AbstractBackground: When determining the duration of an acute bout of physical activity (PA) in an experiment, it is important for researchers to consider associations between duration and the target outcome, as well as how amenable participants will be to enrolling, and whether they will be capable of completing the study. Researchers must strike a suitable balance when working with populations that are commonly inactive, such as people with schizophrenia. Conceptually, a participant’s task self-efficacy might indicate their willingness to participate in a study and their confidence in completing a PA protocol. To inform a future protocol, this study examined the self-efficacy of individuals with schizophrenia to complete PA bouts of differing durations. Methods: A secondary analysis on reliability data from a Health Action Process Approach inventory for PA in schizophrenia (n=26) was performed. Task self-efficacy was measured using 6-items. Participants rated how confident they were in their physical ability to do 10, 20, 30, 40, 50, and 60 minutes of at least moderate-intensity PA in one session without stopping on a 7-point scale (1=not confident at all; 4=neutral; 7=completely confident). Five planned, Bonferroni corrected (α=0.01), paired t-tests compared responses from 10 to 20 minutes, 20 to 30 minutes, and so forth. Results: Task self-efficacy was highest for 10 (M=6.08, SD=1.8) and 20 minute (M=6.08, SD=1.7) durations. Significant differences arose between 20 and 30 minutes t(25)=3.11, p=.005, and 30 and 40 minutes, t(25)=3.93, p=.001. No other significant differences emerged. Conclusion: Sample size was small; however, significant differences emerged between 20 and 30 minutes with a corrected α level. Participants were equally confident in completing 10 or 20 minute PA protocols, however, protocols lasting longer than 20 minutes may be difficult to recruit for. Researchers can use this information to help maximize recruitment and completion when designing acute PA protocols.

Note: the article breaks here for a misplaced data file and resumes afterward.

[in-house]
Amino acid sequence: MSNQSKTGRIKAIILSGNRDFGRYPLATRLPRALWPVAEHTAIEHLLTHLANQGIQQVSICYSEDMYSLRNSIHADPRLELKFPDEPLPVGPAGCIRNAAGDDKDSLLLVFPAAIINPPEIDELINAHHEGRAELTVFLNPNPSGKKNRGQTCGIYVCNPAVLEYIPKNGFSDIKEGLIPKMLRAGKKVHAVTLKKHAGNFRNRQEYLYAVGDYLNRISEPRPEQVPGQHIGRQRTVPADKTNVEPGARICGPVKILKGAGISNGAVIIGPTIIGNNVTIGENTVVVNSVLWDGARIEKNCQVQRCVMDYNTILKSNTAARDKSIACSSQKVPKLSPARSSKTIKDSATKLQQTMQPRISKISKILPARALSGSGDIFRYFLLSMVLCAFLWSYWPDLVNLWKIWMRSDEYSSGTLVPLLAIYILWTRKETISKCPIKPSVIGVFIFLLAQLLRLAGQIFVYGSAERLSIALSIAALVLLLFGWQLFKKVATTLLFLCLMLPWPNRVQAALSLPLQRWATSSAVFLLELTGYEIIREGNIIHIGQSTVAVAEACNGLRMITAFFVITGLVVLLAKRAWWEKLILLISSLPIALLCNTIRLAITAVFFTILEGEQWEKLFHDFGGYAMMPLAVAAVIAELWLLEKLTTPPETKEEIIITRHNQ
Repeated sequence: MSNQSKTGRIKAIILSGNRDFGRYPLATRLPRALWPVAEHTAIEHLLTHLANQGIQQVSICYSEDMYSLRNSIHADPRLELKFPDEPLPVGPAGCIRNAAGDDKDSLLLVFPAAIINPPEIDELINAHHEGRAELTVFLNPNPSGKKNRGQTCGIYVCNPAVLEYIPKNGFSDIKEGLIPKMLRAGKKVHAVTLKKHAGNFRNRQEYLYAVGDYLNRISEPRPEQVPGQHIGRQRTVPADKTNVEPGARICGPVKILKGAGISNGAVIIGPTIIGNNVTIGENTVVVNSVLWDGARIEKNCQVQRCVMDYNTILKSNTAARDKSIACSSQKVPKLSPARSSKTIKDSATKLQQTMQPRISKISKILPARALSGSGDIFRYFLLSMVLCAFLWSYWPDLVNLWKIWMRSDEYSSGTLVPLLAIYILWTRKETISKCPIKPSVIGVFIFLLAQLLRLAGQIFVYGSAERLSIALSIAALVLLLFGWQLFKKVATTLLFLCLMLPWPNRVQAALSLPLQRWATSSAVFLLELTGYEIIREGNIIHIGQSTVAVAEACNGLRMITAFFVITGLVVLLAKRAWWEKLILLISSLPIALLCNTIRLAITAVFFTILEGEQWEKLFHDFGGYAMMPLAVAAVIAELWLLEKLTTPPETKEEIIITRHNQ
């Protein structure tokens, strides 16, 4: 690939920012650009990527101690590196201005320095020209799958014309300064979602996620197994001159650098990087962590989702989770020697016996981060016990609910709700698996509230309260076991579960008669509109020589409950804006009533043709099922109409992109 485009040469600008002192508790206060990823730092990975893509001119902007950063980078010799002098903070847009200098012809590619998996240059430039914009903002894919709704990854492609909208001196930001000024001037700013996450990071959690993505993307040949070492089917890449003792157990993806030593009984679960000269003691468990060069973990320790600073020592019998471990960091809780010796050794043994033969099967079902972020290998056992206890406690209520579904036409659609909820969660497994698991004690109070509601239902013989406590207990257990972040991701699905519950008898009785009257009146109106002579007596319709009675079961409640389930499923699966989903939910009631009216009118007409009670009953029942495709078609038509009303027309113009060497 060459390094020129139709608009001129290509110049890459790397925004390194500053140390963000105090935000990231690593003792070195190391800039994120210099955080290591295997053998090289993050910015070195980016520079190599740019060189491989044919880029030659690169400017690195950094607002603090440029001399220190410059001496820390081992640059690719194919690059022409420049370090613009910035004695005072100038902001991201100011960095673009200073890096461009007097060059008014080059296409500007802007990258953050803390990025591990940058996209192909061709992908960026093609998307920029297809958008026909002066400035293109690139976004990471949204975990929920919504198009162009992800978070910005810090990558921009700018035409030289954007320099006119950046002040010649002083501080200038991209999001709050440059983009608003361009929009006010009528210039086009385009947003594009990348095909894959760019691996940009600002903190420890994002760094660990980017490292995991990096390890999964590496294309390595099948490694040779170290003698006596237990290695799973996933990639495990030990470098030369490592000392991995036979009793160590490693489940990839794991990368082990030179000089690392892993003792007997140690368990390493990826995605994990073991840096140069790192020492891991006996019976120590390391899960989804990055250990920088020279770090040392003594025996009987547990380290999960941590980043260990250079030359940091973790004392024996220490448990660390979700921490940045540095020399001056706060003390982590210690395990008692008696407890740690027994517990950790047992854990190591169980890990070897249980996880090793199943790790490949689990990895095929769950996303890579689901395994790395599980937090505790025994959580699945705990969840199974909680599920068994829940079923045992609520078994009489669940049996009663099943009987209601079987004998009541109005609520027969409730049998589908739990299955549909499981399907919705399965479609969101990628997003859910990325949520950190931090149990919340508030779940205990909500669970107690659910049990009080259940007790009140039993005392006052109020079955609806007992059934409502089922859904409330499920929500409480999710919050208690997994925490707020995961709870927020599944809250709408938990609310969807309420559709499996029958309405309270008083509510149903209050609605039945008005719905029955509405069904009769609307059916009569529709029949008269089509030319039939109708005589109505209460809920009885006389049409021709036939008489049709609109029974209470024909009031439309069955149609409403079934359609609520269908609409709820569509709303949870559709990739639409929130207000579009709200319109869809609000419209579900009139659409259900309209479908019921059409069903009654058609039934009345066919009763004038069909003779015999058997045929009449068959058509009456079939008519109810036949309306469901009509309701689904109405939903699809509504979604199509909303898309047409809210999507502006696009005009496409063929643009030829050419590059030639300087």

Acknowledgments: This study was supported by a Canadian Institutes of Health Research (CIHR) operating grant #MOP-115709.